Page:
The rise and fall of crypto in 2017/18 led to a much-needed purge and flushed out mediocre blockchain projects and protocols. Those remaining have come a long way: in recent months, many promising protocols have launched their mainnet, many blockchain companies have raised substantial amounts of capital, decentralized finance was born, and regulators began building the necessary legal foundation for blockchain projects to thrive. Hence, many companies are about to elevate their business to the next level – and to achieve that, they need to rethink their blockchain infrastructure.

I need to run my own infrastructure

Companies such as exchanges, custodians, traders, data analysts, and others need direct access to blockchain protocols to enable their business case. For them, blockchain infrastructure is essential, a critical part of their business. Without a highly performant, reliable, and secure node infrastructure, their business is in danger. Yet, when standing at the crossroads of maintaining this critical part of their business or outsourcing it, many companies choose the former. Why?

Asking hundreds of companies this question, three main themes emerge:

  1. If we don’t do it ourselves, it will be worse.
  2. We offer a holistic solution, all out of one hand.
  3. We’ve done it until now, why change?

For many companies that scale up their business, rethinking these statements will be paramount. It needs to be painfully clear: blockchain infrastructure is critical, it is a requirement for many business cases, it is their enabler. However, it is important to remember that such infrastructure is the enabler, not the business itself.

As the business grows, complexity follows

Let’s take a step aside and learn from the traditional industry. Nowadays, most companies outsource large parts of their IT infrastructure to data centers, companies such as IBM, or the big cloud providers. Why? Because maintaining their own infrastructure is a major cost driver for a commoditized product. It’s highly unlikely that a normal company would achieve economies of scale for machines, knowledge, and manpower compared to the large infrastructure providers. Hence, they entrust their infrastructure to experts.

How does that translate to blockchain? As the maturity of companies grows, their requirements begin to rise, and maintaining infrastructure becomes increasingly complex and demanding. In the past, the main objective was to build a viable product and gain the first customers. At that phase, node infrastructure was less complex: fewer protocols, lower requirements. The market was less competitive, initial difficulties and frictions were to be expected. Now, many companies have built the reputation of being one of the leaders in their field, they attracted attention and acquired bigger clients. with this growth comes increased expectations and requirements. Soon it turns out that one engineer won’t be able to maintain the node infrastructure on the side, but companies begin to build whole teams of engineers to make sure their infrastructure grows with their expectations and promises.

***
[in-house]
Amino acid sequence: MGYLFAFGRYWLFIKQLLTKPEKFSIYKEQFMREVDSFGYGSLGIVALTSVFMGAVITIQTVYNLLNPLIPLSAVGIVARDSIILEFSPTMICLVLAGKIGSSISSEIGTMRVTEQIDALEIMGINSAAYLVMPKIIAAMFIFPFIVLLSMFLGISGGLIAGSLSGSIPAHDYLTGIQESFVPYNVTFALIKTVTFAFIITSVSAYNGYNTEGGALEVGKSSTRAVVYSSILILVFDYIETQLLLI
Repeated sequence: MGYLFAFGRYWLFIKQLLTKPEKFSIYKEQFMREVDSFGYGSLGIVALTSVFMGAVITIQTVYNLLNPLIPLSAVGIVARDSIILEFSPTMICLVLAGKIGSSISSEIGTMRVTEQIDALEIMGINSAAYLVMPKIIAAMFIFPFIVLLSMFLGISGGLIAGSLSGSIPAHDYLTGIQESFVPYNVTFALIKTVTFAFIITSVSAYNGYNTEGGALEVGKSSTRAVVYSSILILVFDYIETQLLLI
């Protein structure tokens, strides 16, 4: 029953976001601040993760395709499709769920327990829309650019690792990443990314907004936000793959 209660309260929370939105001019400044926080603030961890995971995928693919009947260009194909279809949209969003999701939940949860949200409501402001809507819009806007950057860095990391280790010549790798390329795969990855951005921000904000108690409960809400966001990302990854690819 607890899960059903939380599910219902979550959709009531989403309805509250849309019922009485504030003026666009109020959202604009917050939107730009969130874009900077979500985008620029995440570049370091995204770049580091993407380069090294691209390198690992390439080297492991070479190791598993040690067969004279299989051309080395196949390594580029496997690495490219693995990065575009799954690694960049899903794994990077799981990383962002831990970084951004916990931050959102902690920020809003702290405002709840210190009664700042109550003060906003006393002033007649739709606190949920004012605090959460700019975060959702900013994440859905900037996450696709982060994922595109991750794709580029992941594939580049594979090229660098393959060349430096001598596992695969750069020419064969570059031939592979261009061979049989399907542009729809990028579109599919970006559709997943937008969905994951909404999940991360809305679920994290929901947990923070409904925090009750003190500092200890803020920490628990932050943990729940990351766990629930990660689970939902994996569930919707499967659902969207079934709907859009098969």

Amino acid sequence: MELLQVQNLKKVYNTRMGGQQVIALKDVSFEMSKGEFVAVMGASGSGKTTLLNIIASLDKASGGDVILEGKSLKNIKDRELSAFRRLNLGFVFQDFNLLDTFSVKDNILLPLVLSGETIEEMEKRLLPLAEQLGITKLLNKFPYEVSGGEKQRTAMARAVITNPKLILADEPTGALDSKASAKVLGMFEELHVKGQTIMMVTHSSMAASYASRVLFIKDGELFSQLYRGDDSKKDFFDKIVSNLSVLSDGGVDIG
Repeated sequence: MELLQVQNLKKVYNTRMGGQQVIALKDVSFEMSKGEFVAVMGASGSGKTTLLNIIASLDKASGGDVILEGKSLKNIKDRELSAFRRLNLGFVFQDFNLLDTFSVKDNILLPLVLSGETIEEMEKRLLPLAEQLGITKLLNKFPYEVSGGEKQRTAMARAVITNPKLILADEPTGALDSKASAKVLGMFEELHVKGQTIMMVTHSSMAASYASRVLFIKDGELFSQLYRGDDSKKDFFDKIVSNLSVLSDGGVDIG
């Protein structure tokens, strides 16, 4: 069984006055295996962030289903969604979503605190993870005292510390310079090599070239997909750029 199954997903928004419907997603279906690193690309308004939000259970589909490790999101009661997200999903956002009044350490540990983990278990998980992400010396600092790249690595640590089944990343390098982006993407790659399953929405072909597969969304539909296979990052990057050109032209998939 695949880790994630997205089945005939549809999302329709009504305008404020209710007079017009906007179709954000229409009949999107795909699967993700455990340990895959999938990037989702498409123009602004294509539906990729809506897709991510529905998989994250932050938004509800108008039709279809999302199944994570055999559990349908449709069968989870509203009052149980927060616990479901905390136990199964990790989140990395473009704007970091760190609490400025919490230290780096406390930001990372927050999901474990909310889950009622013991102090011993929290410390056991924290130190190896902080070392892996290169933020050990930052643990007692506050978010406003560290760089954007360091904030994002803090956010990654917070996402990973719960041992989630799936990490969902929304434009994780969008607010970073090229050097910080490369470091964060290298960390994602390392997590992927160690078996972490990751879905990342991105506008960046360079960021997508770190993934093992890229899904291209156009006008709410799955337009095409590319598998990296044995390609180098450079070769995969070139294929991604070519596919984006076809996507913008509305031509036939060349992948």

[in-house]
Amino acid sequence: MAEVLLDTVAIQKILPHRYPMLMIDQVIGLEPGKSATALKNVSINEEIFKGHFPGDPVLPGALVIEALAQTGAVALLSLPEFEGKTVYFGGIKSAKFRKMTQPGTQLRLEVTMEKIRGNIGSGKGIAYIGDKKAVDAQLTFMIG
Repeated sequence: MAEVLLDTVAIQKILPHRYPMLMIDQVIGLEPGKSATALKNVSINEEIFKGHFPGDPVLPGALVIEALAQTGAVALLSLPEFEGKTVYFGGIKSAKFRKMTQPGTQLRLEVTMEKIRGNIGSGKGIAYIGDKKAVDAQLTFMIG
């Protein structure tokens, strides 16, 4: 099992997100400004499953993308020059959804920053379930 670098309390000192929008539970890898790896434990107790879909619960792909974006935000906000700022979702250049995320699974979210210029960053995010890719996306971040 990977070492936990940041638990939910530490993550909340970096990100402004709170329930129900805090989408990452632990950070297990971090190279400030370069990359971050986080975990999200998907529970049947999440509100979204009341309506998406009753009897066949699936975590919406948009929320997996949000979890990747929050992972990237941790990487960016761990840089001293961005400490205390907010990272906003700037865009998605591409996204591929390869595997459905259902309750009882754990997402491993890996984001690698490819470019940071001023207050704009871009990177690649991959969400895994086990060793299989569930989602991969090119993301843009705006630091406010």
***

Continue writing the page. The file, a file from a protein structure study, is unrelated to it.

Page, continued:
What does that mean for their business? Higher performance requirements combined with upscaling support of protocols inevitably lead to increased complexity and cost. Infrastructure needs to be performant, reliable, and it needs to get here fast. Hence, a considerable amount of resources are needed to build and maintain infrastructure to elevate the business to the next level. But there is one problem: resources are spent on the wrong aspect of their business.

Choosing the right path

Node infrastructure is essential, critical even, but it is merely the enabler of the business, never its core. It runs in the background and is invisible as long as it runs smoothly. However, committing too many resources on infrastructure in consequence leads to fewer resources attributed to the product itself. Many blockchain companies are standing at the same crossroads that traditional companies have been at before: should we do it ourselves or should we outsource?

This brings us back to the three main blockers to outsourcing infrastructure. Why are they hesitant? The assumption that they do it best themselves is perfectly understandable, but false. The past has shown that and today it is no different. For most companies it is economically impossible, or at least highly inefficient, to commit as many resources to node infrastructure as infrastructure providers do. The sooner they come to this realization, the lower the technical debt. This also makes the second statement questionable: While some customers might value the “all from one source” approach, it consequently leads to lower performance, higher cost, or both. These inefficiencies can potentially initiate the downfall of a promising company. The third statement is the most truthful and revealing: many are afraid of change. What has worked in the past will work in the future – until it no longer does. 

The longer these companies decide to walk the path of maintaining their own infrastructure, the higher is the technical debt of going back and choosing the second path. In the meantime, competitors get rid of this burdensome task and focus resources on the core of their business, close the gap, take over the lead, and elevate their business to the next level. Why? They don’t need to spend internal resources on infrastructure and can contact a trusted partner to handle instead.